Workshop for Community Biodiversity Groups ends at Awutu Bawjiase
Awutu Bawjiase (C/R), Dec. 20, GNA - A day's workshop on fire fighting for forty-five members of Community Biodiversity Groups (CBAG) manning the four Global Significant Biodiversity Areas (GSBAs) in the Awutu-Effutu-Senya District has been held at Awutu Bawjiase. The forest reserves are the Abasumba, Ahirasu numbers one and two, Obotumfo and Akrabong
It was organized by the Awutu-Effutu-Senya District office of the Forestry Service Division (FSD) of the Forestry Commission (FC) to equip participants with the knowledge and techniques, especially for the prevention and control of wildfire in the fringe communities in and around biodiversity areas.
Taking them through the topic "Bush Fire Effect and Control", the Awutu-Effutu-Senya District Fire Officer, Mr Bartholomew Nketiah enumerated the harmful effects of bush fires to the environment and urged them work hard to prevent it occurrence in their communities. He cautioned them to be careful in their discharge of fire fighting duties to avoid being trapped to dead by the bush fires try to put off, saying, " we use common sense to fight bush fire and not strength and energy".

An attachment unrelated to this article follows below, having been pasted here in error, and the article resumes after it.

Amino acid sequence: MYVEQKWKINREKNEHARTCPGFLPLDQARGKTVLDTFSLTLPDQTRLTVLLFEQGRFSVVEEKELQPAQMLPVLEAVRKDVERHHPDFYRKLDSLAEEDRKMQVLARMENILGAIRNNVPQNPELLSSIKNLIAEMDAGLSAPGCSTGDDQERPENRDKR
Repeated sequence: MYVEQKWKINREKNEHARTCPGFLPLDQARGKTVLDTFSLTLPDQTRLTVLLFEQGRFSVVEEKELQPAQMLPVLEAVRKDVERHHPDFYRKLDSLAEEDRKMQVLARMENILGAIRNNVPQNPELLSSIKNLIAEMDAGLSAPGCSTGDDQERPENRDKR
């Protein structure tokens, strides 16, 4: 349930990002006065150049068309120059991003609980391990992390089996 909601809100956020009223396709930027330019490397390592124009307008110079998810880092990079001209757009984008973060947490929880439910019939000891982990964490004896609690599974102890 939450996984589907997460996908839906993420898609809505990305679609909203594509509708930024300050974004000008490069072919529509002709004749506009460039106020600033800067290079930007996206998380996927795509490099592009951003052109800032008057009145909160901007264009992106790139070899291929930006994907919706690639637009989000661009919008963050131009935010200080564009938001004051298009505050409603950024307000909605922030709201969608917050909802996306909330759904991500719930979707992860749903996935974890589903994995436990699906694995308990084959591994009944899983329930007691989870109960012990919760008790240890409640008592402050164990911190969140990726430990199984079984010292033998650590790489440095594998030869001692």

Mr Nketiah told them that the district forms part of the Coastal Savannah Zone and pointed out that the Winneba, Kasoa, Awutu, Apam and Senya areas were prone to fire and urged people in these areas to be careful in handling fire in the bush.
The Awutu-Effutu-Senya District Manager of the FSD Mr Richard Gyasi-Amoako said that, some modest gains have been made in terms of securing permanent protection for the four Biodiversity Forest Reserves in the district, since the introduction of the Community Biodiversity Advisory Groups (CBAGs), who are volunteers.
He hoped that at the end of this workshop, the participants would be expected to develop the educational and prevention campaign strategies in their respective communities.
Nai Kuao Otuo V, Chief of Awutu Mankessim and Nai Adjoku Abora VII, Tofohene of Agona Kwanyako, jointly chaired the function, as they are the custodians of the reserved areas and urged the participants to take the workshop seriously and impact the knowledge they would acquire to other people in their various communities.